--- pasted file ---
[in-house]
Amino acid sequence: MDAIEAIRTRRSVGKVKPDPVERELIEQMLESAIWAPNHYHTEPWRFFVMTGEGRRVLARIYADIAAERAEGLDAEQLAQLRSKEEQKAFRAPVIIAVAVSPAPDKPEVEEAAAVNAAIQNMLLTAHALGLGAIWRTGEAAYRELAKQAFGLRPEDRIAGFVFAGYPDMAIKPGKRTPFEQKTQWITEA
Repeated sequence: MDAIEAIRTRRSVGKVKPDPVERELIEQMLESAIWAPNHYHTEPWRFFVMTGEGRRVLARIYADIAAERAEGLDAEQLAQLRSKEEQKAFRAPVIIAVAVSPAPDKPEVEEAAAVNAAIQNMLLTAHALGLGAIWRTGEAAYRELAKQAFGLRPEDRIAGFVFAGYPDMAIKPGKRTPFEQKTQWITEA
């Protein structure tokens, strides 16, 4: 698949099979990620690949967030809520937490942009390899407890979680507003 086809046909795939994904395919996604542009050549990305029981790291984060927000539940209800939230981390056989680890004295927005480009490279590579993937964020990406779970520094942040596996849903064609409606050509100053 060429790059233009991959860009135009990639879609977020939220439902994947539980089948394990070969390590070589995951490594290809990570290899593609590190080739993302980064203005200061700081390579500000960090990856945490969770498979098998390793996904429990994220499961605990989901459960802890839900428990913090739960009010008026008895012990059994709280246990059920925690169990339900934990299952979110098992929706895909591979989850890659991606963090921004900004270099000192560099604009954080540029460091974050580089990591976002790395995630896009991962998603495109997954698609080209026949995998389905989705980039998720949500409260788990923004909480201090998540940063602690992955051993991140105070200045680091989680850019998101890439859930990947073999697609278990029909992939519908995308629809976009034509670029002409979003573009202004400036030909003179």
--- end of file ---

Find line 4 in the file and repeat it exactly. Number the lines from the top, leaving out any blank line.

């Protein structure tokens, strides 16, 4: 698949099979990620690949967030809520937490942009390899407890979680507003 086809046909795939994904395919996604542009050549990305029981790291984060927000539940209800939230981390056989680890004295927005480009490279590579993937964020990406779970520094942040596996849903064609409606050509100053 060429790059233009991959860009135009990639879609977020939220439902994947539980089948394990070969390590070589995951490594290809990570290899593609590190080739993302980064203005200061700081390579500000960090990856945490969770498979098998390793996904429990994220499961605990989901459960802890839900428990913090739960009010008026008895012990059994709280246990059920925690169990339900934990299952979110098992929706895909591979989850890659991606963090921004900004270099000192560099604009954080540029460091974050580089990591976002790395995630896009991962998603495109997954698609080209026949995998389905989705980039998720949500409260788990923004909480201090998540940063602690992955051993991140105070200045680091989680850019998101890439859930990947073999697609278990029909992939519908995308629809976009034509670029002409979003573009202004400036030909003179």